permanent loss or diminution of capacity to earn and permanent loss of
earning capacity.

(4) Subject to subsection (8) of this section, if at any time or times
after the making of an assessment under subsection (1) (e) of this
section, it appears to the Corporation that the capacity of the person
to earn has deteriorated as a result of the injury since the date on
which the assessment was made, or was last determined in accordance with
this subsection (as the case may be), the Corporation may determine that
the weekly amount of compensation for the time being payable under this
section shall be increased, as from the date of its determination, by
such amount as, having regard to all the circumstances, it considers
appropriate.

(5) The earnings related compensation for the time being payable to
the person under this section shall not be reduced by reason of any
increase in his earning capacity.

(6) Where an earner dies as a result of personal injury by accident in
respect of which he has cover, if the Corporation has not made an
assessment or determination under this section of the amount to be paid
to him in respect of permanent total loss of earning capacity, and if
any earnings related compensation is payable under section 65 of this
Act to any dependant of the deceased person, the Corporation shall
forthwith make an assessment in writing (which assessment shall be
deemed, for the purposes of this section, to have been made at the date
of his death) of the weekly amount that would have been payable to him
under this section if he had not died but had suffered a permanent total
loss of earning capacity and the assessment had been made at the date of
his death under subsection (1) of this section.

(7) The Governor-General may from time to time, by Order in Council,
specify a percentage or amount by which (subject to subsection (8) of
this section) the weekly amount for the time being of any earnings
related compensation assessed or determined in accordance with this
section (or of that compensation as for the time being increased in
accordance with this subsection) shall increase. Any such Order in
Council may be made in relation to all such compensation or to such
class or classes thereof as may be specified in the order, and may
prescribe any limitation as to its effect, whether by way of reference
to any persons or classes of persons, or the time at which an accident
has happened, or the date at which an assessment or determination under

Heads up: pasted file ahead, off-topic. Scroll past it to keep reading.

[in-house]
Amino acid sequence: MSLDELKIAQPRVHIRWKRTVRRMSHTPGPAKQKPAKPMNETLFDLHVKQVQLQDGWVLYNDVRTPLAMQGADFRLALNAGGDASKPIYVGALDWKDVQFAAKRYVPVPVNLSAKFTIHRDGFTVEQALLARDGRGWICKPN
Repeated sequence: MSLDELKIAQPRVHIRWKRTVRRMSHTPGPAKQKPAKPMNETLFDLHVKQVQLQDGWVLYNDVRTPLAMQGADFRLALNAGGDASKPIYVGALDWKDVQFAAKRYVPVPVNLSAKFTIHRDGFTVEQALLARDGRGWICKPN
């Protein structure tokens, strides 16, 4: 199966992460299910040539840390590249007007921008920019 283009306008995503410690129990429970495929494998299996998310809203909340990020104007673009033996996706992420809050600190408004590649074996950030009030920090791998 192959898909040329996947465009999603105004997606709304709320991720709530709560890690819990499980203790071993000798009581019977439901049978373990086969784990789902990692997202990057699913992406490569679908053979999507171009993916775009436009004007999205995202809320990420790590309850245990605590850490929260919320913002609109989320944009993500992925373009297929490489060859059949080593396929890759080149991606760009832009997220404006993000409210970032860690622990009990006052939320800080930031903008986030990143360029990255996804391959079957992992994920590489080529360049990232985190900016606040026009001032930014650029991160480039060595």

this section has been made, or (in the case of an assessment made under
subsection (6) of this section) is deemed to have been made, or to the
purposes for which the increase is to apply, or by way of any other
specification, stipulation, condition, inclusion, or exclusion
whatsoever. The Order in Council or any part or parts thereof may be
made so as to come into effect on a date or dates to be specified
therein in that behalf, being either the date of the Order in Council or
any other date or dates, whether before or after the date thereof.

(8) Notwithstanding anything in this section, the weekly amount of
earnings related compensation that is, for the time being, payable to
the injured person, or, in a case to which section 65 of this Act
applies, would for the time being have been payable to him in accordance
with this section shall not exceed the maximum amount for the time being
prescribed for the purposes of section 59 (10) of this Act.
Cf. 1972, No. 43, s. 114; 1975, No. 136, s. 18; 1978, No. 36, s. 8
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#11 User is offline   doppelganger 

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Posted 13 November 2004 - 06:59 PM

yes you are right Greg. his case is just one of many that the ACC are looking at to see if there is any flaws into there being paid compensation under these sections.

in Mr Pages case Mr Page had a condition that he was not awere of the condition until 1988. the doctors had given him tranquillising drugs to help him cope with work he made his claim on 25 May 1992 after he had gone through the withdrawal programme and this came under the 82 Act.

his claims covered money owed to his parents, farm loans, and pension entitlement loss.

It seams that Mr Page had access to money before a claim was made. it wouldn't be supprised if Mr Page had looked at his realstate before he knew that his medication was afecting his decision making.

It also should be noted that on leaving school he as ofered a top management training position with Fisher & Paykel which in turn led to his being offered a postion at Winstone Limited.

his decision is Number 239/96.